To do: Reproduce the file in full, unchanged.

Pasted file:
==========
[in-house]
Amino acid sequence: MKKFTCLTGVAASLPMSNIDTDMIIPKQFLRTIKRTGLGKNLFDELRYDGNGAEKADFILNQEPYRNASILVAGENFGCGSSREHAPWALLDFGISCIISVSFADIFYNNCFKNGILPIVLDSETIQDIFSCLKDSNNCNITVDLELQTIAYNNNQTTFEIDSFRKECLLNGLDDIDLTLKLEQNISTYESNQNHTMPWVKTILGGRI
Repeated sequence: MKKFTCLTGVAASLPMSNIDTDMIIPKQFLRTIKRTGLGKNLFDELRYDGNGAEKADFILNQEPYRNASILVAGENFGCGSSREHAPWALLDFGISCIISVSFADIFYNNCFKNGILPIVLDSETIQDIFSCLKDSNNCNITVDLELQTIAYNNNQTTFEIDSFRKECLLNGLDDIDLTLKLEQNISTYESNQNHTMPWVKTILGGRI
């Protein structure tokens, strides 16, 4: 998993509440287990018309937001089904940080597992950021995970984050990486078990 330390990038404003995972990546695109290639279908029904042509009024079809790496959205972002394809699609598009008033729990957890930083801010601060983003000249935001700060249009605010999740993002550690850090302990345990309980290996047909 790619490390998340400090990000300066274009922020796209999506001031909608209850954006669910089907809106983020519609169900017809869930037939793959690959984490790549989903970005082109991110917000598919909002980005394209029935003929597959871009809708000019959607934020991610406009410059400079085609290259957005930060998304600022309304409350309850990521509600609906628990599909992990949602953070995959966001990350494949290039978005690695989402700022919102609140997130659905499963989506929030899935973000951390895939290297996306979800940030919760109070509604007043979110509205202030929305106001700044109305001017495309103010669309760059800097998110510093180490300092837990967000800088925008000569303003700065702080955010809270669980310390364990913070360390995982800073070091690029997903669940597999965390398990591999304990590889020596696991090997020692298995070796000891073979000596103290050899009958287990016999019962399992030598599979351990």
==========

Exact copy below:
[in-house]
Amino acid sequence: MKKFTCLTGVAASLPMSNIDTDMIIPKQFLRTIKRTGLGKNLFDELRYDGNGAEKADFILNQEPYRNASILVAGENFGCGSSREHAPWALLDFGISCIISVSFADIFYNNCFKNGILPIVLDSETIQDIFSCLKDSNNCNITVDLELQTIAYNNNQTTFEIDSFRKECLLNGLDDIDLTLKLEQNISTYESNQNHTMPWVKTILGGRI
Repeated sequence: MKKFTCLTGVAASLPMSNIDTDMIIPKQFLRTIKRTGLGKNLFDELRYDGNGAEKADFILNQEPYRNASILVAGENFGCGSSREHAPWALLDFGISCIISVSFADIFYNNCFKNGILPIVLDSETIQDIFSCLKDSNNCNITVDLELQTIAYNNNQTTFEIDSFRKECLLNGLDDIDLTLKLEQNISTYESNQNHTMPWVKTILGGRI
């Protein structure tokens, strides 16, 4: 998993509440287990018309937001089904940080597992950021995970984050990486078990 330390990038404003995972990546695109290639279908029904042509009024079809790496959205972002394809699609598009008033729990957890930083801010601060983003000249935001700060249009605010999740993002550690850090302990345990309980290996047909 790619490390998340400090990000300066274009922020796209999506001031909608209850954006669910089907809106983020519609169900017809869930037939793959690959984490790549989903970005082109991110917000598919909002980005394209029935003929597959871009809708000019959607934020991610406009410059400079085609290259957005930060998304600022309304409350309850990521509600609906628990599909992990949602953070995959966001990350494949290039978005690695989402700022919102609140997130659905499963989506929030899935973000951390895939290297996306979800940030919760109070509604007043979110509205202030929305106001700044109305001017495309103010669309760059800097998110510093180490300092837990967000800088925008000569303003700065702080955010809270669980310390364990913070360390995982800073070091690029997903669940597999965390398990591999304990590889020596696991090997020692298995070796000891073979000596103290050899009958287990016999019962399992030598599979351990």